Jack and Jill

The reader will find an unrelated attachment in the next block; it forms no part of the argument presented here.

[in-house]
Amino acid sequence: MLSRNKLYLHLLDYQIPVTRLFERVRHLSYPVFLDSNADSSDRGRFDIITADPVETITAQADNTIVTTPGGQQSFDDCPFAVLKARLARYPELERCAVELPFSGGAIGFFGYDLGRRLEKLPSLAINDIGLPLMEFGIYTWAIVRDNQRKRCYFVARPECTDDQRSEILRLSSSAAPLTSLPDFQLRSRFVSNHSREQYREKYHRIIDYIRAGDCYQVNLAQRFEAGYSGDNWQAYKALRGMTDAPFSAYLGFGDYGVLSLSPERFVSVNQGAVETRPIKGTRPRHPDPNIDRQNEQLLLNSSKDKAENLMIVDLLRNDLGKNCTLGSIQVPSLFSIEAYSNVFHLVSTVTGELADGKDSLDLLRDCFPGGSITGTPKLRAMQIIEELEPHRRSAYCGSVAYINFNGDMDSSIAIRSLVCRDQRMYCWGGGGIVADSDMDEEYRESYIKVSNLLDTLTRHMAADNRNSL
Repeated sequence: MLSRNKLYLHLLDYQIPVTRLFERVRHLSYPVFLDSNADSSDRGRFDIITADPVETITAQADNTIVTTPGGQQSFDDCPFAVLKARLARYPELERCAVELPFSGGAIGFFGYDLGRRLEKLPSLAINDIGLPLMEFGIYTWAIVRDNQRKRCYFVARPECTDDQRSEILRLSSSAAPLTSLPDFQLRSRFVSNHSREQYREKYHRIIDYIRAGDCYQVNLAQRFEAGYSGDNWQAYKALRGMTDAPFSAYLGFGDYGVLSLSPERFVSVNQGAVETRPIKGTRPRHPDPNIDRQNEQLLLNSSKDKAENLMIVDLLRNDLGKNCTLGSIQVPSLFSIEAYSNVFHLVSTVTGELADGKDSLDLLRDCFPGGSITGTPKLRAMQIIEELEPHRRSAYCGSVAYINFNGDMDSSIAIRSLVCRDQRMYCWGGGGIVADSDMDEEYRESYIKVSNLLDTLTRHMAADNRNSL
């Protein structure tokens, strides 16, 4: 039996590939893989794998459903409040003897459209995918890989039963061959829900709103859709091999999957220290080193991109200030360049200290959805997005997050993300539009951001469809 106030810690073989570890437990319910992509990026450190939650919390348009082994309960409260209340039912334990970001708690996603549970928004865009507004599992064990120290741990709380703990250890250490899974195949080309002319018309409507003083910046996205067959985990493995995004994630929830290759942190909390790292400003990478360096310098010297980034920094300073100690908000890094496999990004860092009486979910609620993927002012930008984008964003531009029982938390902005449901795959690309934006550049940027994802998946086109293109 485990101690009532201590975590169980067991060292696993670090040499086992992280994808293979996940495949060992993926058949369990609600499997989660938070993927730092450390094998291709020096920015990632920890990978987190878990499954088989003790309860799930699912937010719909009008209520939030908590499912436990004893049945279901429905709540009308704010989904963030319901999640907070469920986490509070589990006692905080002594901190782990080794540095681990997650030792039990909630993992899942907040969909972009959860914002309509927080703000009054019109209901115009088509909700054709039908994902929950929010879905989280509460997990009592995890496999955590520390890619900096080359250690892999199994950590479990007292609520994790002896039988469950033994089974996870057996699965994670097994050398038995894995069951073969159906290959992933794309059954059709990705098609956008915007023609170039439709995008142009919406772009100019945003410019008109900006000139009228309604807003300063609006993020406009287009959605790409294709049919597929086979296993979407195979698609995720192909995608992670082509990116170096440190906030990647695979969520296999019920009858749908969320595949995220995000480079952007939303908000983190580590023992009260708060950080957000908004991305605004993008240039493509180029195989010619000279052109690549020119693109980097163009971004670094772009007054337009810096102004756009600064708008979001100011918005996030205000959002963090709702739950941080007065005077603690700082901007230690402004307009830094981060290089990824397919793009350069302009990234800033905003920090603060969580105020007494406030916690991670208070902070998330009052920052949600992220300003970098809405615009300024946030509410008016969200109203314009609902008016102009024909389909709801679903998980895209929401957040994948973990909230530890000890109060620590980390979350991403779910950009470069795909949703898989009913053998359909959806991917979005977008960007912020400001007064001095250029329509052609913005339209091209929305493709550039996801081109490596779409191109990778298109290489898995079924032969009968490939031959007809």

Al Pacino romantically pursuing a cross-dressing Adam Sandler around a medieval castle should be stunningly surreal, so it’s a not-inconsiderable failure that Jack and Jill manages only dim, desperate outrageousness instead. Credit some of that misfire to director Dennis Dugan, whose aesthetic rule of thumb remains: “The visually flatter, the better.” Yet Sandler is equally responsible for the literal and figurative flatulence of his latest, in which the star assumes the dual roles of advertising bigwig Jack and his whiny, clingy Bronx-born twin sister Jill, who comes to stay with Jack and his multicultural family in L.A. for Thanksgiving and then refuses to leave. Sandler coasts by as the mean-spirited, eye-rolling Jack and hams it up as Jill, prancing about in ugly dresses while making silly faces and speaking in the nasally voice of his Saturday Night Live Gap girl. It’s a dull drag-show routine headed nowhere until Pacino (playing a self-important version of himself) begins stalking Jill, along the way riffing on his dearth of Oscars and pretentiously pretending to speak foreign languages. His self-mockery is delivered with wild-eyed zest, though not enough to overshadow the one-noteness of the shoddy sibling-centric shenanigans, and definitely not enough to overcome Sandler’s sub-Peter Sellers schtick.
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